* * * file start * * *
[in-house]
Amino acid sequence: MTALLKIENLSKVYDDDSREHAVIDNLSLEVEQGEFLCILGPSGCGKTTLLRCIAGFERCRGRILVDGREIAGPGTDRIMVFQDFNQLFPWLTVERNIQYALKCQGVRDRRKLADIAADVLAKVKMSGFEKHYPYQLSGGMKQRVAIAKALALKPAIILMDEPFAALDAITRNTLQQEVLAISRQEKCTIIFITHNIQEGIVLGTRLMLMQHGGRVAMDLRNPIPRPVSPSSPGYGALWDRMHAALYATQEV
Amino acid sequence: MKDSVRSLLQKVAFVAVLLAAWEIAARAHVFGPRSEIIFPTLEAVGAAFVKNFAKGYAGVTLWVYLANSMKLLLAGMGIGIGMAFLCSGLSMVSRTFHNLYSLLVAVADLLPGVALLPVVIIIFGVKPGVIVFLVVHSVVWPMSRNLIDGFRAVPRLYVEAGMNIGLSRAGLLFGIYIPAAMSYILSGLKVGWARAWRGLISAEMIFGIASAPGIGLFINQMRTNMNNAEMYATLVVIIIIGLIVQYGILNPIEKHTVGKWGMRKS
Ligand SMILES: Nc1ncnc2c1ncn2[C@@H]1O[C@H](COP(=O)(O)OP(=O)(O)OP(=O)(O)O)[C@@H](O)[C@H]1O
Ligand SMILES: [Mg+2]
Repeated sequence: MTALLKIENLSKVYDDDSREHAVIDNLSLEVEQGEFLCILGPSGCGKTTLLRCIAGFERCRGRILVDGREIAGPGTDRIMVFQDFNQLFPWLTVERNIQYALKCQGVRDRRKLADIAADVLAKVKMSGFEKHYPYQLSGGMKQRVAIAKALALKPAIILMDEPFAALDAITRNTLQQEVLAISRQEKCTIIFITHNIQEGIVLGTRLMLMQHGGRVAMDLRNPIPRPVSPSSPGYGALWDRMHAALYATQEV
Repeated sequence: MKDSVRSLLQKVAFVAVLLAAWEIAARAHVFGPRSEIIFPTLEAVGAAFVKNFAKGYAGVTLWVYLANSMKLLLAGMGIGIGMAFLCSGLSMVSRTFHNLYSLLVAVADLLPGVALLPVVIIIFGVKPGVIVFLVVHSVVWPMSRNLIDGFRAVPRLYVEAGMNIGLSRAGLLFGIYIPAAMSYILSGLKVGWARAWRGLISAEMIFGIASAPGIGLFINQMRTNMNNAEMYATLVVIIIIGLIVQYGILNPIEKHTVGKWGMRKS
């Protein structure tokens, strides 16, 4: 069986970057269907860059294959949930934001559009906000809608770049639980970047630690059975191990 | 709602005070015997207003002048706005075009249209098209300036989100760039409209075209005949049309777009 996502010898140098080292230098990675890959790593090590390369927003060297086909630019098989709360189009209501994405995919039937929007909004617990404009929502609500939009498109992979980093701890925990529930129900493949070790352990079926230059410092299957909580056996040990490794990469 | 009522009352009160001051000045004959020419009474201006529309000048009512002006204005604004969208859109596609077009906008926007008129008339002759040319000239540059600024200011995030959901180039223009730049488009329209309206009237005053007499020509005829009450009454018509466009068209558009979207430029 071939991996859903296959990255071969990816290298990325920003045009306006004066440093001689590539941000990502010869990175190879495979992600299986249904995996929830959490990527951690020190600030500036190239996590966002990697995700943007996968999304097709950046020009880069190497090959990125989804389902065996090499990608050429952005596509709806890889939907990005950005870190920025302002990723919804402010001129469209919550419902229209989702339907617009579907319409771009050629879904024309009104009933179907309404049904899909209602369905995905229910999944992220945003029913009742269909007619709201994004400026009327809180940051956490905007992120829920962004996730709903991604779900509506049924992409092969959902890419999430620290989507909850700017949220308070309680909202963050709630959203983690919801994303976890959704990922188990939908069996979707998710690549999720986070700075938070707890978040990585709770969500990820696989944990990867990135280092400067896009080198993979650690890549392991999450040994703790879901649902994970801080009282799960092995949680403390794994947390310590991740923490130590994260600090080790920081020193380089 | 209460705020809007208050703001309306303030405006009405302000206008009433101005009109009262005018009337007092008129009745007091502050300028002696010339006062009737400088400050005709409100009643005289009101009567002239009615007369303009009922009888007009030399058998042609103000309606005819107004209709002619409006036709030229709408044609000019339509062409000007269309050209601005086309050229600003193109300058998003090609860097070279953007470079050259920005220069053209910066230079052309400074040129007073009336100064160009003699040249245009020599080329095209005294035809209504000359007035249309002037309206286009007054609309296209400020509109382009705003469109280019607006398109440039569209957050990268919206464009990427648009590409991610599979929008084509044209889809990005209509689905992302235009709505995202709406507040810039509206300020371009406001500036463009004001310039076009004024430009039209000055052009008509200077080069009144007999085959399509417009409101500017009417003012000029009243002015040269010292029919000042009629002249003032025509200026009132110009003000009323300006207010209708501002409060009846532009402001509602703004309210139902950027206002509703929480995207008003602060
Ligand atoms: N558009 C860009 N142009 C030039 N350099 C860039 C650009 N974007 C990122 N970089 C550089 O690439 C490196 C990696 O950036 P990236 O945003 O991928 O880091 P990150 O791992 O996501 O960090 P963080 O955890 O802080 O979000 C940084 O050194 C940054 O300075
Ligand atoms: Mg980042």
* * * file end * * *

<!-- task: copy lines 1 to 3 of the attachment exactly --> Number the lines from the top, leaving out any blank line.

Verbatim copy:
[in-house]
Amino acid sequence: MTALLKIENLSKVYDDDSREHAVIDNLSLEVEQGEFLCILGPSGCGKTTLLRCIAGFERCRGRILVDGREIAGPGTDRIMVFQDFNQLFPWLTVERNIQYALKCQGVRDRRKLADIAADVLAKVKMSGFEKHYPYQLSGGMKQRVAIAKALALKPAIILMDEPFAALDAITRNTLQQEVLAISRQEKCTIIFITHNIQEGIVLGTRLMLMQHGGRVAMDLRNPIPRPVSPSSPGYGALWDRMHAALYATQEV
Amino acid sequence: MKDSVRSLLQKVAFVAVLLAAWEIAARAHVFGPRSEIIFPTLEAVGAAFVKNFAKGYAGVTLWVYLANSMKLLLAGMGIGIGMAFLCSGLSMVSRTFHNLYSLLVAVADLLPGVALLPVVIIIFGVKPGVIVFLVVHSVVWPMSRNLIDGFRAVPRLYVEAGMNIGLSRAGLLFGIYIPAAMSYILSGLKVGWARAWRGLISAEMIFGIASAPGIGLFINQMRTNMNNAEMYATLVVIIIIGLIVQYGILNPIEKHTVGKWGMRKS